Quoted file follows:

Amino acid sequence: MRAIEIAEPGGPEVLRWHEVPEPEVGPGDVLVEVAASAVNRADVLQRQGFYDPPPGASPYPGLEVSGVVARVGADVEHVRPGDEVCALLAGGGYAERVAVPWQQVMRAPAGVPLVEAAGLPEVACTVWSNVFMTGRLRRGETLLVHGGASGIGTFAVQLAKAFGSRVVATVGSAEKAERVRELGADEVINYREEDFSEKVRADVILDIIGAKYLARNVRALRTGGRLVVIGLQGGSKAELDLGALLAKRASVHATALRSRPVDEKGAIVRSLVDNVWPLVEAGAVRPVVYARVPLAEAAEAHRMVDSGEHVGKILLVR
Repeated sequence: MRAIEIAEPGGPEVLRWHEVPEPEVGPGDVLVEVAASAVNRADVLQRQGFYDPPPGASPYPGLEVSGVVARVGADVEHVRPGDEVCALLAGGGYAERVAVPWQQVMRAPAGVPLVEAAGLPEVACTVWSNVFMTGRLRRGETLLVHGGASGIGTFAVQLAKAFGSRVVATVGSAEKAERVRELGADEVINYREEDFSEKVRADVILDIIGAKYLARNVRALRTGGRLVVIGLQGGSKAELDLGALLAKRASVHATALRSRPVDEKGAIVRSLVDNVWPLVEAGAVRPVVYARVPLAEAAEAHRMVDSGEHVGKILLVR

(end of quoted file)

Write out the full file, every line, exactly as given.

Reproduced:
Amino acid sequence: MRAIEIAEPGGPEVLRWHEVPEPEVGPGDVLVEVAASAVNRADVLQRQGFYDPPPGASPYPGLEVSGVVARVGADVEHVRPGDEVCALLAGGGYAERVAVPWQQVMRAPAGVPLVEAAGLPEVACTVWSNVFMTGRLRRGETLLVHGGASGIGTFAVQLAKAFGSRVVATVGSAEKAERVRELGADEVINYREEDFSEKVRADVILDIIGAKYLARNVRALRTGGRLVVIGLQGGSKAELDLGALLAKRASVHATALRSRPVDEKGAIVRSLVDNVWPLVEAGAVRPVVYARVPLAEAAEAHRMVDSGEHVGKILLVR
Repeated sequence: MRAIEIAEPGGPEVLRWHEVPEPEVGPGDVLVEVAASAVNRADVLQRQGFYDPPPGASPYPGLEVSGVVARVGADVEHVRPGDEVCALLAGGGYAERVAVPWQQVMRAPAGVPLVEAAGLPEVACTVWSNVFMTGRLRRGETLLVHGGASGIGTFAVQLAKAFGSRVVATVGSAEKAERVRELGADEVINYREEDFSEKVRADVILDIIGAKYLARNVRALRTGGRLVVIGLQGGSKAELDLGALLAKRASVHATALRSRPVDEKGAIVRSLVDNVWPLVEAGAVRPVVYARVPLAEAAEAHRMVDSGEHVGKILLVR